The newest in the long line of Battlefield brand games, this one is as fun as its parents, although bringing little new to the Battlefield family and a bit too linear for those used to sandbox games. The old feature of blowing holes in buildings and the landscape remains, slightly updated to allow you to totally demolish buildings. You’ve got some bad guys holding out in a building? No problem; you can bring the whole building down with a few well placed shells or explosive packs, similar to last year’s sci-fi shooter Red Faction: Guerilla.
Visually, the locations are pretty and colourful, avoiding the washed-out bleak style of much of the Modern Warfare games, and the landscape views are wide and distant, and in the jungle levels, lush. The plot thread about a lost super-weapon from a 1940s Japanese research facility falling into the wrong hands keeps the interest, along with some snappy dialogue, but with a sadly predicable plot twist.
Fortunately, the old characters are back, minus an explanation of how they ended up back on the frontline; at the end of the last BC, they were rolling off into the sunset with a truck full of gold. The characters still have a gritty bad-boy charm, and a few snipes at Call of Duty Modern Warfare 2 litter the script (“those special forces with pussy ass heartbeat sensors on their guns”).
The other rare novel addition to the campaign is on one level in the Andes where your character has to contend not only with bad guys, but with the elements and avoid freezing to death. The colder your man gets, the more frosted his vision becomes and the more he shakes, creating difficulties aiming.
Ultimately though, the offline campaign mode for BF: BC2, even on the hardest skill setting, is too easy. Despite more accurate weapon ballistics creating some challenge, the enemy AI is a bit dim, and a regular shooter player can easily complete the game in much less than 10 hours. If you don’t enjoy online gaming, the short gameplay time in BC2 will make the game extremely limiting, and definitely not a good value for money purchase, and campaign-only players are advised to rent instead.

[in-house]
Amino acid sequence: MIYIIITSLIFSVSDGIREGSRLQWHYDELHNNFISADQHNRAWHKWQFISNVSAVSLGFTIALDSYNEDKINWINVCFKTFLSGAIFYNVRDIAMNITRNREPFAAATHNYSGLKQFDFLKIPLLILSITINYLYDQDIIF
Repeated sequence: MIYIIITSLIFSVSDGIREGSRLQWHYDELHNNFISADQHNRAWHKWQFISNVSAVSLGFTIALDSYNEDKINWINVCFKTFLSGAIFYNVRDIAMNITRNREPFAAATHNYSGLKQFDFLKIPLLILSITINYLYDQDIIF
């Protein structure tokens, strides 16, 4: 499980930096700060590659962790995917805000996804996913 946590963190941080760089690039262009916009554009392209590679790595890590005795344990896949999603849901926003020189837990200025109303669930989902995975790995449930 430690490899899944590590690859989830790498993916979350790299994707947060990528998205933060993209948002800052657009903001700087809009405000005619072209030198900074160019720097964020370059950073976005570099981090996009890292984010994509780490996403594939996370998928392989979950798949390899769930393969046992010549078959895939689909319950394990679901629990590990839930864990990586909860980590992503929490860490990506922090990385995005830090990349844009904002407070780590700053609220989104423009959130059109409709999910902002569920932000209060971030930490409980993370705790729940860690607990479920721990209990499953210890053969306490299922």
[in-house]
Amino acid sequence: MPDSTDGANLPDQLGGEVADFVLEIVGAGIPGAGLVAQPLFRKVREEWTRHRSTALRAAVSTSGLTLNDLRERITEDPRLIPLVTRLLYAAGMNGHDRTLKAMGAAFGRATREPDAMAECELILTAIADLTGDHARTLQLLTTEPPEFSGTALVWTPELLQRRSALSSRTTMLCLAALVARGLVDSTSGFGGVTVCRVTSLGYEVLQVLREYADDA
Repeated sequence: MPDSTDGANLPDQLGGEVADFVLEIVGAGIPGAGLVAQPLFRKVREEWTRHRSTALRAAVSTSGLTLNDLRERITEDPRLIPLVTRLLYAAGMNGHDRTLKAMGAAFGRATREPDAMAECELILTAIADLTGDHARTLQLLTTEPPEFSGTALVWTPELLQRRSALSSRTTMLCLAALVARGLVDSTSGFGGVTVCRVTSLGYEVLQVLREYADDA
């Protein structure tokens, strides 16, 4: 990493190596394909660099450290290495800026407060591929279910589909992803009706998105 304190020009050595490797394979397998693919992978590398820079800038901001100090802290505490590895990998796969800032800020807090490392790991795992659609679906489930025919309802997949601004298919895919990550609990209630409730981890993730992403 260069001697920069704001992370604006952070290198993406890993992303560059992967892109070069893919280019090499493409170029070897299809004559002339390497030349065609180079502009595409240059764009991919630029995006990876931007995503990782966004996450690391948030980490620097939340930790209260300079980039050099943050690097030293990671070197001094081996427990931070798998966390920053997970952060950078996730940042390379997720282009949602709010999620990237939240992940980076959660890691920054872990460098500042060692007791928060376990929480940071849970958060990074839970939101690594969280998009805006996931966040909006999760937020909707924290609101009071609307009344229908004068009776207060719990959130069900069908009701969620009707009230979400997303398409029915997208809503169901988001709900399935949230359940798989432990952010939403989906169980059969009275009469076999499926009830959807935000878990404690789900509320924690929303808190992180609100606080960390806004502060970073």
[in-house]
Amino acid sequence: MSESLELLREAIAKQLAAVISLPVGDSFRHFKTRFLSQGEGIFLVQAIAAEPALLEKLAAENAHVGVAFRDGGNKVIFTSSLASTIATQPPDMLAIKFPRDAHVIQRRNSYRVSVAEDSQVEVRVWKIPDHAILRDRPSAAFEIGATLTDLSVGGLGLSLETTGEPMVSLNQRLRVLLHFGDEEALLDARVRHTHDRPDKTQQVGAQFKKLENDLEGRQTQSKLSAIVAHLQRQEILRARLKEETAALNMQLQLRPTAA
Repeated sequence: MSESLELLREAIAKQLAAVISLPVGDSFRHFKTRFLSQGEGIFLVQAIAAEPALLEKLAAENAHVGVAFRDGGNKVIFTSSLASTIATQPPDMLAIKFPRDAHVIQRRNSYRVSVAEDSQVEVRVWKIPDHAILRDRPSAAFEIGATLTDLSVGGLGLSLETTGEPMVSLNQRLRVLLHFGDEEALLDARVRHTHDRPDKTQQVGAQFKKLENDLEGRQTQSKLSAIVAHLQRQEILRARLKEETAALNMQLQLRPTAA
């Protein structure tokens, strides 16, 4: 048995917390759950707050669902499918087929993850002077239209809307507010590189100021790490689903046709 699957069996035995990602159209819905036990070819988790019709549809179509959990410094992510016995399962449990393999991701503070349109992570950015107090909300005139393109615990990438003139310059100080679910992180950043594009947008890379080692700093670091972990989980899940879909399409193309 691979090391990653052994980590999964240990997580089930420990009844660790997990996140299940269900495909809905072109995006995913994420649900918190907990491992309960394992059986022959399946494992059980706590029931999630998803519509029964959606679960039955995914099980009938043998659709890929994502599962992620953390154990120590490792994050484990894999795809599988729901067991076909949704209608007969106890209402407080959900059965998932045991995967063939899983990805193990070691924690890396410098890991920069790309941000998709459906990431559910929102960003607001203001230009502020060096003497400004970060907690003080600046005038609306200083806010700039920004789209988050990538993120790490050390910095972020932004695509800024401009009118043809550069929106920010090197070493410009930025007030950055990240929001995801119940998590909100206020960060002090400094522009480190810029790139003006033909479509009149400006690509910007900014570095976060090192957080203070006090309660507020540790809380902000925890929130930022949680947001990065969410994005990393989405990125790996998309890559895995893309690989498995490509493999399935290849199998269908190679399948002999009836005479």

The original PC BF game, Battlefield 1942, introduced the multi-vehicle multiplayer online shooter to the world, and like it’s BF forbears, the real fun of BC2 is found in the online play. And here is where BC2 becomes more challenging than the last. Rising through the online ranking system takes a lot more work, and you aren’t able to pick your weapon unlocks like the last game, instead featuring an unlock system where you need to complete player class challenges to unlock weapons for that class. If you want the best sniper rifle, you’ve got to play hard as a sniper. However, the flexibility in choosing your load-out from your class allows you to play according to your style and preferences. This flexibility also allows you to change mid match, and possibly turn the direction of a battle.
Although the maps are big (but not as huge as BF1942 or BF2), the field of view seems a little narrower than CoD: MW2, making for some paranoia to keep checking behind you for some sneaky geezer after your dog-tags. In BF2 you could specify maps to run without the vehicles, and I wish this mode was available in BC2, as it would add variety to the online gameplay, forcing players to apply different tactical styles to the same maps.
If you like online multiplayer shooters, Battlefield: Bad Company 2 is different enough to MW2 to justify spending your hard earned on, and just as much fun.
I don’t think world peace is coming anytime soon, but for a media monkey like me…
Alice in Wonderland
Iron Man 2
Battlefield: Bad Company 2 – Xbox 360
MAG – PS3
Xbox – Project Natal
Real motion gaming without wands.
iSlate/Win 7 tablet
The iSlate’s a rumour, the Win 7 tablet is a reality. What would you want with an e-book if you had a truely portable tablet – especially if it looks like a gadget from Star Trek?
Rumours again – it’s an iPhone, but with likely a better camera.
It’s not an iPhone, it has a real keyboard, 5Mp camera – and it runs a Linux-based OS. Okay, technically not a 2010 object of desire as it’s been out since December, but with it’s beefy specification which challenges some netbooks (and is essentially a mini tablet pc) I can see this one getting the geek vote in 2010.
A totally subjective list of my most enjoyed media in 2009…
Top five games
The Saboteur – Xbox 360
Call of Duty: Modern Warfare 2 – Xbox 360
Battlefield 1943 – PS3 & Xbox 360 (download)
Singstar Queen – PS3
Operation Flashpoint – Xbox 360
Top five films
Top five TV
Fringe – Sky One
Lie to Me – Sky One
Day of the Triffids – BBC1
The Thick of It – BBC3
Mock the Week – BBC2
Top 5 podcasts
BBC Radio 4 Friday Night Comedy (The Now Show/News Quiz)
Adam & Joe (Radio 6 Music)